- Big media companies are working together to sell digital ads to better battle Google and Facebook
- The TrustX initiative, which includes buy-in from the likes of CBS, News Corp., Conde Nast and Vox Media, is ramping its capabilities while promising marketers a safe harbour for their ads
- Yet TrustX faces potential challenges, including competing agendas and fickle ad buyers
A host of big media companies have come to a difficult realisation — the enemy of the digital duopoly may be my new best friend.
The duopoly, of course, is Facebook and Google, and, to battle its growing dominance in digital advertising, media players ranging from CBS, to ESPN to Hearst and News Corp. are pooling together their ad space. The vision is to create a centralised digital outlet where ad buyers can find the best, safest, places to run their ads outside of the Google and Facebook domain.
Whether the combined power of a slew of old-media players can help win back more ad budgets is an unanswered question at this point. An even thornier question is whether these blood rivals have the will and wherewithal to work together and make sure this plan bears actual fruit. Given the rocky history of similar digital alliances — it won’t be easy.
The big idea is to create a digital ad marketplace where only A-list publishers sell ads using automated software.
- The pitch to marketers is that with all the recent swirl over ads ending up in bad places online (next to fake news, hate videos or in front of bots), they will be able to run their ads on only top quality sites, and these ads will only be shown to real people.
- And for participating publishers, the hope is that they will be able to take more direct control of ad inventory and not have to share as much of their revenue with ad tech middlemen. That’s a common complaint in the digital ad world — where ad space can be bought and sold via a daisy chain of numerous digital exchanges.
Announced in September of 2016, TrustX has moved at a careful pace, deliberately, say its leaders. The group rolled out a beta push this past summer with a handful of publishers supplying ad space.
Since August the number of publishers selling ads via the platform has doubled, and the number of actual ads changing hands has accelerated exponentially.
“We’ve seen more than hockey stick growth,” said TrustX CEO David Kohl, who cautioned that it’s still very early in the rollout. Kohl expects to have 20 publishers up and running by the end of the year.
“This process has been driven by a foundational principle, that you d
on’t put something into the market until you know it really works,” Kohl said.
“If you think about the idea that programmatic advertising was built over the last decade, and it took years and years for all of its problems like fraud to creep in, where you now have this trust problem. So we are realists. Undoing that is not fast.”
True. But every day that Google and Facebook pull larger portions of ad budgets, the urgency to act only increases.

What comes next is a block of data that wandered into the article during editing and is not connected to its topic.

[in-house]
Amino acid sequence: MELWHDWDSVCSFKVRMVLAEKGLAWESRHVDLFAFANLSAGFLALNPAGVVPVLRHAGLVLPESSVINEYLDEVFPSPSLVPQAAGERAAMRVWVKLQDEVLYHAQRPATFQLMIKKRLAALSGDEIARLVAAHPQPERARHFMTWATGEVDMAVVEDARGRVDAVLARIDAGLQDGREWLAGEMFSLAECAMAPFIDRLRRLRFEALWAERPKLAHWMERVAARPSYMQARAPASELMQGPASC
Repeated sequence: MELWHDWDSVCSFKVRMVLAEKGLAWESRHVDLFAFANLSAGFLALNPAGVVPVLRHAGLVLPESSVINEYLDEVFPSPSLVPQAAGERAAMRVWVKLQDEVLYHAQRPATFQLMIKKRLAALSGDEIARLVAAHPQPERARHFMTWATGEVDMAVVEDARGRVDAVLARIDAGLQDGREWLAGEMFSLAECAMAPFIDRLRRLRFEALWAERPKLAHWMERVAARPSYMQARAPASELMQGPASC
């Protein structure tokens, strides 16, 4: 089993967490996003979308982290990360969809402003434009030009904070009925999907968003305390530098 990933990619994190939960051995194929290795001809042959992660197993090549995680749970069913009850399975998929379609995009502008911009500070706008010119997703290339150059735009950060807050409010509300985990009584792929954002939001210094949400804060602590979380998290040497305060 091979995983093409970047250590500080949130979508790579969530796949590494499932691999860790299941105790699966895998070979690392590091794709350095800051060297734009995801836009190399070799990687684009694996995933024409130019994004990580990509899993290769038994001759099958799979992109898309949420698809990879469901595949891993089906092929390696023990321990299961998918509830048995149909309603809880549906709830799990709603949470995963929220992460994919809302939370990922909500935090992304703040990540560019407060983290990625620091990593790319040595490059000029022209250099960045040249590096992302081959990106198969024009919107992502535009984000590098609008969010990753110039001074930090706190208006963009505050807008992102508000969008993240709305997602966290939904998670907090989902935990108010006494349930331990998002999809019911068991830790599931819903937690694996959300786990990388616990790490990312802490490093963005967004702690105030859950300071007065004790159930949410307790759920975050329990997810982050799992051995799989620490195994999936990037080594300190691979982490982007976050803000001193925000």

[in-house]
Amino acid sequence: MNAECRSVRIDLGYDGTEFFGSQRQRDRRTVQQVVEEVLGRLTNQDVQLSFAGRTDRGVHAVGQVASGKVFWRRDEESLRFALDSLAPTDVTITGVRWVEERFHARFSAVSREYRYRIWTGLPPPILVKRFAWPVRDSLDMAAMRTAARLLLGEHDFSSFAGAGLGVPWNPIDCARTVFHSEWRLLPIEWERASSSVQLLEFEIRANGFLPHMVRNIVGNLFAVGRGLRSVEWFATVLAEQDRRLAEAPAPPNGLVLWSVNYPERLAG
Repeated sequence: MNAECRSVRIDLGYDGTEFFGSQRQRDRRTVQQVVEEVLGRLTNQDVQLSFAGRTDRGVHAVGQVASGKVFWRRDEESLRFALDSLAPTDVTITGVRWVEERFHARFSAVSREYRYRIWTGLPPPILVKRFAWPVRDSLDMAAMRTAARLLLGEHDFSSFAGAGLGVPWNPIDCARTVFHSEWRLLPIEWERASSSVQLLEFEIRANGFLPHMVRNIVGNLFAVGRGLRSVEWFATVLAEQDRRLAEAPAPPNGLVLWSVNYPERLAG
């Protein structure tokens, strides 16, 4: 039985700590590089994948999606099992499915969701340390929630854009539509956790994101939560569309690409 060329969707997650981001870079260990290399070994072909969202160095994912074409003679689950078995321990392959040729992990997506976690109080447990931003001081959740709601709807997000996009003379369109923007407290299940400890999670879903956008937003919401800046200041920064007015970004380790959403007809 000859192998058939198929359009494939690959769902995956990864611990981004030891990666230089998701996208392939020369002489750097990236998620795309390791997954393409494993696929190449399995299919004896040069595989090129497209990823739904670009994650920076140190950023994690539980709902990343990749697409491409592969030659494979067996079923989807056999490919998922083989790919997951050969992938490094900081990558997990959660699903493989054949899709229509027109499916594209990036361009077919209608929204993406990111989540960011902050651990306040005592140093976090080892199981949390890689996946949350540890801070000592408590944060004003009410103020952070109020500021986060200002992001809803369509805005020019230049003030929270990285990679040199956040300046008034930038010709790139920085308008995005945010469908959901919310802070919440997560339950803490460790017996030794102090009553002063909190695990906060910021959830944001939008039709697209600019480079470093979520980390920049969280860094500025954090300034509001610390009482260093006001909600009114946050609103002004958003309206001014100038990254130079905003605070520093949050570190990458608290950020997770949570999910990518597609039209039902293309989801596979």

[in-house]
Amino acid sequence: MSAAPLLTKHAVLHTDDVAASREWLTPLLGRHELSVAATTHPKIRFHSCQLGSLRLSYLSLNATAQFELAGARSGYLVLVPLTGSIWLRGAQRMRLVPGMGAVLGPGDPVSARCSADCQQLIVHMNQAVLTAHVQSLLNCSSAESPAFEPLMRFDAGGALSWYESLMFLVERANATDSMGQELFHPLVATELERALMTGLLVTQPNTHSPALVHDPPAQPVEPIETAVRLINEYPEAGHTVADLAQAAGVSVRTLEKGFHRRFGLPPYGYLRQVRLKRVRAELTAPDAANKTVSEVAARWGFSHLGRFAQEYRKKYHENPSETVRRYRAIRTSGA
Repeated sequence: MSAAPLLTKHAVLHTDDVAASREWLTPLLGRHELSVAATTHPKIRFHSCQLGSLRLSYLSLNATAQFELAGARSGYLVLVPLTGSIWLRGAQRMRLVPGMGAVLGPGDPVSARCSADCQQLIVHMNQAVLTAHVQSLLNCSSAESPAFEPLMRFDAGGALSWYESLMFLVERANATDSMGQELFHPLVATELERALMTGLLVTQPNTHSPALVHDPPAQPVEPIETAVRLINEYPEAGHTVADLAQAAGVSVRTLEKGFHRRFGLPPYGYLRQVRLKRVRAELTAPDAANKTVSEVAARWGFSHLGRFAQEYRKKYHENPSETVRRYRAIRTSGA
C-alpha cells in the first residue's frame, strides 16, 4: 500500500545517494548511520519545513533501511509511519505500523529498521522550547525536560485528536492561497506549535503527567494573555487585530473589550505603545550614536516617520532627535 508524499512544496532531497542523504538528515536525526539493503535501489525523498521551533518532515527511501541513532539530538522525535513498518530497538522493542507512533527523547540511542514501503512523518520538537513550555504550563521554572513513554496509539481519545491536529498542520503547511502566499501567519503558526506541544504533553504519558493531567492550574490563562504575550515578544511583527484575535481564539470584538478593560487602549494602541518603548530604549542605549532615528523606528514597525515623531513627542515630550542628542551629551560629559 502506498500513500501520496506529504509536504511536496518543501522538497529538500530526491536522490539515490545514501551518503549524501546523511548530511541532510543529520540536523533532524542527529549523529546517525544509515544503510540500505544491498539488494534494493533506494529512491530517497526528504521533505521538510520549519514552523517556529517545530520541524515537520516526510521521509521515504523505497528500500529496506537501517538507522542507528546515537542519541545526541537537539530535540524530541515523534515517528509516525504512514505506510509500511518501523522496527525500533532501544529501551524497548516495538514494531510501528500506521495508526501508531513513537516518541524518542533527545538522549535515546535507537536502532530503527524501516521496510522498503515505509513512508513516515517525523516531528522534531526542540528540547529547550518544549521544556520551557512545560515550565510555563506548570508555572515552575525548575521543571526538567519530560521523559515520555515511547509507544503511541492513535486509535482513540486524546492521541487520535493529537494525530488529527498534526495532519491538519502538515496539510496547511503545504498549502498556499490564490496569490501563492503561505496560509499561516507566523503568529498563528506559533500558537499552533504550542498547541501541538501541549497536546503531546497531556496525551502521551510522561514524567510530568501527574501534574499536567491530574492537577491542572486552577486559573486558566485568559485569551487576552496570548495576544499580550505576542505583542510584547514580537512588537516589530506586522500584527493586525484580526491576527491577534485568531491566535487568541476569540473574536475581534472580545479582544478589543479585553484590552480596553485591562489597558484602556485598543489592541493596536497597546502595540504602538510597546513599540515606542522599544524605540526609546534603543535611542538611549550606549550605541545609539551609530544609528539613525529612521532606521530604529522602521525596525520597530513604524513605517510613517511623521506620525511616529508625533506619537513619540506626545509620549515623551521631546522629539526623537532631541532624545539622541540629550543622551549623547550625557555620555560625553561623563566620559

DCN CEO Jason Kint, who led the formation of TrustX, has been vocal about the growing power of the duopoly — noting that even as digital advertising grows, fewer budgets are finding their way to top publishers:
“This has to happen, and I’m bullish on the prospect,” said Mike Smith, senior vice president, revenue, platforms and operations at Hearst Magazines Digital Media. “We all need to leverage against the duopoly, But there is a lot of groundwork to lay.”
In August, the Association of National Advertisers, whose members include marketers like Nike, Bank of America and Ford, pledged to spend a combined $US50 million in ad spending as part of a TrustX pilot program, reported Ad Age.
Indeed, it helps that marketers are generally bought into the idea that digital advertising needs to clean up its act.
But as Smith noted, it’s crucial for TrustX is making sure its software is integrated with the ad tech used by ad buyers and ad sellers. On that front, this past week TrustX has formed a partnership with the Trade Desk, an ad-buying tech company used by many big ad agencies. TrustX is also compatible with Google’s popular ad buying software DoubleClick Bid Manager.
Still, the effort faces a slew of not insignificant challenges, say digital ad industry insiders:
- Simply wrangling the competing needs of a consortium of companies with differing agendas is hard. History is not on TrustX’s side here. There is a long list of previous ad consortiums — with names such as quadrant One, Brand.net, Yahoo Newspaper alliance, and Pangea — that struggled to gain traction.
- TrustX should theoretically command higher ad prices. Yet sceptical ad buyers may be happy to pay cheaper prices elsewhere, even if that means running ads on lower quality sites.
- Most publishers are still hedging their bets by continuing to sell ads via other programmatic channels (“nobody’s turned off the spigot yet,” said one media exec)
- General inertia in ad tech
- A lack of awareness in the market (several ad buyers and ad tech companies told Business Insider they didn’t know what TrustX was)
“We totally understand that thinking,” says Kohl. Before TrustX launched, his team consulted with leaders of previous digital ad sales alliances to assess the challenges, he said.
One key takeaway from those conversations: TrustX’s leadership and power is centralised, and it’s not a profit driven entity. It’s a lot easier to get things done when you don’t have to get consensus from dozens of members and you’re not driven by short-term revenue thinking, Kohl explained.
“Before we launched, we really tried to minimise the risk,” he said. “We’ve really, really done our homework.”
updated duopoly #s. new IAB data came out yesterday. easy to run vs earnings for goog and fb, it’s evident everyone else is zero sum game. pic.twitter.com/wolgdpfcxp
— Jason Kint (@jason_kint) December 30, 2016
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